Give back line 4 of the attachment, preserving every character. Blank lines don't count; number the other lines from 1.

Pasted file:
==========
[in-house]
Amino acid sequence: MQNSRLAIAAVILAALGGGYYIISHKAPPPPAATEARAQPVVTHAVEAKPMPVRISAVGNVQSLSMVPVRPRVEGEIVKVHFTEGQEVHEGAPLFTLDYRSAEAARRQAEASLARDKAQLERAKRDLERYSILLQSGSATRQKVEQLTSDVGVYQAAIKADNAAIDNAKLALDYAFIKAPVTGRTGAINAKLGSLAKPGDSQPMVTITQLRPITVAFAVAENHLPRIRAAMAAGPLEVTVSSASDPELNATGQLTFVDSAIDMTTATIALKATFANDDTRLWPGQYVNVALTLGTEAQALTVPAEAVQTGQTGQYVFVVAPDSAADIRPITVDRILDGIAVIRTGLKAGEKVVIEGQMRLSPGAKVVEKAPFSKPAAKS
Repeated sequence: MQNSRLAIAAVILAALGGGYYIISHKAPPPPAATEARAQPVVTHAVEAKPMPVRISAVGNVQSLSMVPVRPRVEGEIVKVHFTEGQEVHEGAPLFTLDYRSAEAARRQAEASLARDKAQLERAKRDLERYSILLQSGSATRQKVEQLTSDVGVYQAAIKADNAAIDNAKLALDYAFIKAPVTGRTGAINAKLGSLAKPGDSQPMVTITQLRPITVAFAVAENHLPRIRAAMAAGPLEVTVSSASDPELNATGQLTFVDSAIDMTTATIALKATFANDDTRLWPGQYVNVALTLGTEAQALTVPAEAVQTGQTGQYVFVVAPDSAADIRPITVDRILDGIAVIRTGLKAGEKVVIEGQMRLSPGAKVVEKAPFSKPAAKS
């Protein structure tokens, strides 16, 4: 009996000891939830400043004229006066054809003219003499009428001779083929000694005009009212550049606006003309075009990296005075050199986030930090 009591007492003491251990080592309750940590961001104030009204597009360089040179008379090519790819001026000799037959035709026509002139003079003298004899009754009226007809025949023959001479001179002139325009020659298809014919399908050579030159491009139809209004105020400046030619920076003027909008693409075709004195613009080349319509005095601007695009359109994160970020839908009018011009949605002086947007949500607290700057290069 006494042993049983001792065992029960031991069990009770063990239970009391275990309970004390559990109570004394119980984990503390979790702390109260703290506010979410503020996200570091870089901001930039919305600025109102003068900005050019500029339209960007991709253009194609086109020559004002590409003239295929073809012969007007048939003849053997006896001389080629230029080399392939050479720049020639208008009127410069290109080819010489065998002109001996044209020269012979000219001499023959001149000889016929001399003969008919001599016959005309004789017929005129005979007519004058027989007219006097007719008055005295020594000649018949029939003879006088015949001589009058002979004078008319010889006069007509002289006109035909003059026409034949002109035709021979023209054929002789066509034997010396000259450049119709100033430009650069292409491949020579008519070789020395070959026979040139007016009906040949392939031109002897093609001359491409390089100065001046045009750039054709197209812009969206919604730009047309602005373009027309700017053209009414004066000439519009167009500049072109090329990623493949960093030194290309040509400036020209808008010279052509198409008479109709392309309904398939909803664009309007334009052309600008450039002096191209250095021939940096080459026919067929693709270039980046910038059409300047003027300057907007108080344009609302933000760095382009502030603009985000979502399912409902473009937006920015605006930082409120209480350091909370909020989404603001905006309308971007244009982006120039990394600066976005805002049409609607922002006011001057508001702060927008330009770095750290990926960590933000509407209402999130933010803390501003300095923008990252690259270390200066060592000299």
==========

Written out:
């Protein structure tokens, strides 16, 4: 009996000891939830400043004229006066054809003219003499009428001779083929000694005009009212550049606006003309075009990296005075050199986030930090 009591007492003491251990080592309750940590961001104030009204597009360089040179008379090519790819001026000799037959035709026509002139003079003298004899009754009226007809025949023959001479001179002139325009020659298809014919399908050579030159491009139809209004105020400046030619920076003027909008693409075709004195613009080349319509005095601007695009359109994160970020839908009018011009949605002086947007949500607290700057290069 006494042993049983001792065992029960031991069990009770063990239970009391275990309970004390559990109570004394119980984990503390979790702390109260703290506010979410503020996200570091870089901001930039919305600025109102003068900005050019500029339209960007991709253009194609086109020559004002590409003239295929073809012969007007048939003849053997006896001389080629230029080399392939050479720049020639208008009127410069290109080819010489065998002109001996044209020269012979000219001499023959001149000889016929001399003969008919001599016959005309004789017929005129005979007519004058027989007219006097007719008055005295020594000649018949029939003879006088015949001589009058002979004078008319010889006069007509002289006109035909003059026409034949002109035709021979023209054929002789066509034997010396000259450049119709100033430009650069292409491949020579008519070789020395070959026979040139007016009906040949392939031109002897093609001359491409390089100065001046045009750039054709197209812009969206919604730009047309602005373009027309700017053209009414004066000439519009167009500049072109090329990623493949960093030194290309040509400036020209808008010279052509198409008479109709392309309904398939909803664009309007334009052309600008450039002096191209250095021939940096080459026919067929693709270039980046910038059409300047003027300057907007108080344009609302933000760095382009502030603009985000979502399912409902473009937006920015605006930082409120209480350091909370909020989404603001905006309308971007244009982006120039990394600066976005805002049409609607922002006011001057508001702060927008330009770095750290990926960590933000509407209402999130933010803390501003300095923008990252690259270390200066060592000299």